38.1 Introduction

Publicity is a necessary commercial consideration for any organisation, particularly within the context of a criminal or regulatory investigation, or a prosecution. Placing it high on the company's agenda ensures that organisations are able to respond swiftly and effectively to the announcement of such action, enabling them to steer some of the narrative promulgated by mainstream and social media. Any communications strategy needs to be carefully pitched and aligned with legal advice to avoid unintended adverse consequences. Missteps in communications can have a real impact on prosecutorial behaviour and a company's ability to effectively engage with prosecution agencies.

This chapter sets out a number of factors an organisation should consider before and after the commencement of an investigation or prosecution. It goes on to consider the legislation that governs the publication of information and the effect that remote hearings may have on the principle of open justice.

38.2 Before the commencement of an investigation or prosecution

38.2.1 Identify a public relations team

One of the first things an organisation should think about when considering publicity in an investigation or prosecution is who should be at the table when news breaks. Alongside the most obvious candidates (chief executive officer, head of public relations), individuals such as the chief technology officer and the chief data officer or data protection officer should also be considered. That is because once an organisation is placed under investigation or made subject to a prosecution, it will have to put in place document holds to ensure that information is not inadvertently destroyed. Equally, data that is required to be handed over to enforcement agencies is likely to contain personal data, as defined by the General Data Protection Regulation 2016/679 (GDPR). Therefore, data processors should contemplate how such data will be processed in compliance with the GDPR.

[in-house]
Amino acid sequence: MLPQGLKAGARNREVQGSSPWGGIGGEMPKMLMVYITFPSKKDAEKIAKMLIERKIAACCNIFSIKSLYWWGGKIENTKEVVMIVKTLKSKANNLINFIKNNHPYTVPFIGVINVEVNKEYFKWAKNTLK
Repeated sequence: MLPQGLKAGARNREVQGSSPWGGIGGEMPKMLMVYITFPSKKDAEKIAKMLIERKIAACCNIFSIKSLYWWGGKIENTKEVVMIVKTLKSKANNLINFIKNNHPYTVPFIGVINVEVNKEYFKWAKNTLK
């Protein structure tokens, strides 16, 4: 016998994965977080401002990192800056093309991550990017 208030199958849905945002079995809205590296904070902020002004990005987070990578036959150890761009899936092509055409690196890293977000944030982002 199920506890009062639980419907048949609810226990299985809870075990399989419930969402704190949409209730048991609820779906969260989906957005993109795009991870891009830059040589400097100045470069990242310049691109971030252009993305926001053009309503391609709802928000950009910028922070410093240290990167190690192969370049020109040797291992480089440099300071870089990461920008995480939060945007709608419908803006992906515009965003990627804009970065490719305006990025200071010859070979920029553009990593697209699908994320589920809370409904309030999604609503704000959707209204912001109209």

Beyond internal stakeholders, an organisation should consider whether to engage reputable and experienced public relations advisers who can help to coordinate any engagement that the company has with other external stakeholders and mainstream media. In addition, if it has not already done so, the company think about whom it intends to instruct as external counsel.

38.2.2 Determine the remit of the public relations team and a response plan

Once an organisation has identified who will be part of the core public relations team, it will need to devise a response plan; that is, determine what needs to be done upon becoming aware of the investigation or prosecution. Actions relating to the response plan can be split into two categories: internal and external. The public relations team will need to determine the role of each member - including who has ultimate sign-off on each decision - and to assign each (internal and external) action to one or more individuals. The team needs to be able to act nimbly and to make and effect decisions in real-time. Many organisations have difficulty in delegating appropriately and getting ahead of the narrative. An ineffective and purely reactive team will lead to poor internal and external relations.

38.2.3 Undertake tabletop exercises

Individuals often do not operate at peak performance when they are panicked or caught off-guard. The same can be said of organisations. It can be worthwhile for a company to invest time in carrying out a rehearsal. A simulation can help to highlight common pitfalls, such as a senior executive providing comments to the press that are not founded in fact. It can also ensure that an organisation can respond to an announcement promptly and effectively, so as to mitigate any damage that can flow from it. Appropriate media training for any individuals interacting with the press is essential.

38.2.4 Self-reporting

If an organisation decides to self-report to a prosecutor, where there has previously been no publicity on the relevant conduct, that will afford the company more time to consider how to respond to media interest once the self-report has been made public. It also places a company in the advantageous position of knowing in more detail the facts surrounding the relevant conduct, minimising its risk of having to provide subsequent corrections or clarifications. After self-reporting, a company would be well advised to agree any media reporting with prosecutors.

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Originally published in the fifth edition of The Practitioner's Guide to Global Investigations, published by Global Investigations Review.

The content of this article is intended to provide a general guide to the subject matter. Specialist advice should be sought about your specific circumstances.